Updated: Jun 13
Plastic waste has gotten out of control. You might have heard of the self-made plastic island that is floating around the ocean. That island, called the Great Pacific Garbage Patch, is now 3x the size of France. 90% of this is plastic, and because of this, the island is continuing to grow.
The biggest contributor to the plastic problem is the use of single-use plastics. These short-lived items have a long time being decomposed (around 1000 years). While all these facts seem daunting, there IS something we can be doing to help combat these growing numbers.
Any environmentalist or eco-friendly advocate knows of the 3 R's: Reduce, Reuse, and Recycle. So many people just focus on the Recycle aspect of this motto, but don't do the other two. Especially in regards to plastic waste, recycling just isn't enough. Under half of all recycled plastic are made into new items. Since the plastic problem stems from single-use plastics that often can't be recycled, we aren't doing a lot to help the problem through just recycling.
That is why reducing our plastic waste and reusing items is key in fighting plastic pollution. By making easy reusable shifts and swaps in our items and lives, we can greatly reduce the amount of plastic we are producing.
Needing some guidance? Here are the top plastics to avoid and their eco-friendly swaps.
Plastic Water Bottle
BEFORE | Even if you think that you're doing your part by recycling that plastic bottle, the truth is that only about 7% of all plastic bottles get recycled. Most just end up in landfills. And those paper coffee cups that you get on your way to work in the morning? Nope, those can't be recycled either. The plastic lining on the inside of the cup permits it from being recycled.
AFTER | Switching from disposable cups/bottles to a reusable type saves just over 200 bottles a year from ending up in landfills...and that's just from one person! There are a variety of shapes, sizes, and looks for reusable bottles nowadays.
I like Klean Kanteen. They are a company that does a lot for the planet, from installing water fill up stations at public spaces to switching to a carbon neutral manufacturing facility. They have a ton of different bottle options, from classic water bottles to sippy cups and tumblers. I prefer stainless steel insulated canteens because I can also use them for keeping beverages warm, such as my morning coffee.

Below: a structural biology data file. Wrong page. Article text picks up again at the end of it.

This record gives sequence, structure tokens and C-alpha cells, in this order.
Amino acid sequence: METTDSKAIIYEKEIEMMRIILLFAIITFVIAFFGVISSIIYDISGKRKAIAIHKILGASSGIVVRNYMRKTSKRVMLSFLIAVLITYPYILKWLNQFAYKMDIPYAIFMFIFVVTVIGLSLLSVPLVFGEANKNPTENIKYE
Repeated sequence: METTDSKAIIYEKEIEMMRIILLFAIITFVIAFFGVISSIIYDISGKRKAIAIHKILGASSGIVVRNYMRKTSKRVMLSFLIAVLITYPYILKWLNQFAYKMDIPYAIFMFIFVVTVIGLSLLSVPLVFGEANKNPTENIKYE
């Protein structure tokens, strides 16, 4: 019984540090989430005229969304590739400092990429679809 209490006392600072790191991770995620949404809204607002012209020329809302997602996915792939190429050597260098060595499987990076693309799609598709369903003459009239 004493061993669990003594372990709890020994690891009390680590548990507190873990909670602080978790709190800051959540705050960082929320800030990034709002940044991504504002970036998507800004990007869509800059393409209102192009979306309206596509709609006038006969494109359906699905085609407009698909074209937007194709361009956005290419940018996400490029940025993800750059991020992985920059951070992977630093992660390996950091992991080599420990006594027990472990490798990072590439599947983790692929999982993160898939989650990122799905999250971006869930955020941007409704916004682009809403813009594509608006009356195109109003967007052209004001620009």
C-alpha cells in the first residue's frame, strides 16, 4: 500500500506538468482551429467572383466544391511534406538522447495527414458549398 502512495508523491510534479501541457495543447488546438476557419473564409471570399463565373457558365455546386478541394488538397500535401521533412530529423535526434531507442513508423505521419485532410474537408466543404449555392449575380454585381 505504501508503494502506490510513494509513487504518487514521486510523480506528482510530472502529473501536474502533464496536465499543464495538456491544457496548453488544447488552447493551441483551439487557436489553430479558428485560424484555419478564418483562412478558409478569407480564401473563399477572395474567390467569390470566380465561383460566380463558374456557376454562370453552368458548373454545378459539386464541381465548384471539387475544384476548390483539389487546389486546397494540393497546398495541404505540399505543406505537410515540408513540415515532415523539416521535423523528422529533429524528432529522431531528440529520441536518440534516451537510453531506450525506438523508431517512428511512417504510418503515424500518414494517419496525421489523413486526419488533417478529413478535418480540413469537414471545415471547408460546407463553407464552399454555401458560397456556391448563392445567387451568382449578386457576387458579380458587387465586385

BEFORE | I get it, plastic ziplock bags are super convenient for storing leftovers and transporting food, but these also litter our oceans and take tens of thousands of years to breakdown. There are so many alternatives to plastic ziplock today.
AFTER | Reusable containers are a great switch for storing food, and silicone baggies and reusable wraps are great for snacks and sandwiches. I personally use both the silicone baggies and wax wraps. For wax wraps, there isn't much difference in which brand you get. I have a bunch from different companies and they all work great.
For my silicone baggies however, I use Stasher. I love these bags because they can be put in the dishwasher, microwave, oven, and freezer, making them super multi-function. They also have an easier seal to close, which has been a challenge I've found with other brands.
BEFORE | Okay, this is probably the grossest thing that ends up in our landfills and oceans. Like I really don't like to think of someone else's sanitary pad washing up on shore while I'm enjoying a tropical vacation in Hawaii, but this is the sad truth.
In one woman's lifetime of menstruating, she will use 11,000 tampons/pads. And if you use tampons, you've got more problems then just how much waste they produce (about 22 tampon wrappers in one menstrual cycle just FYI). Tampons are often contain chemicals that our body is absorbing when we use them. Plus there is Toxic Shock Syndrome if we forget or leave them in too long.
AFTER | So if you're used to sticking something up your hoo-hah, Menstrual Cups are your new best friend. Seriously, I was skeptical when first using them, but they're great. They are generally leak-proof, better for the environment and our bodies, plus you can keep them in longer. Hooray! I have a Lena cup which I love.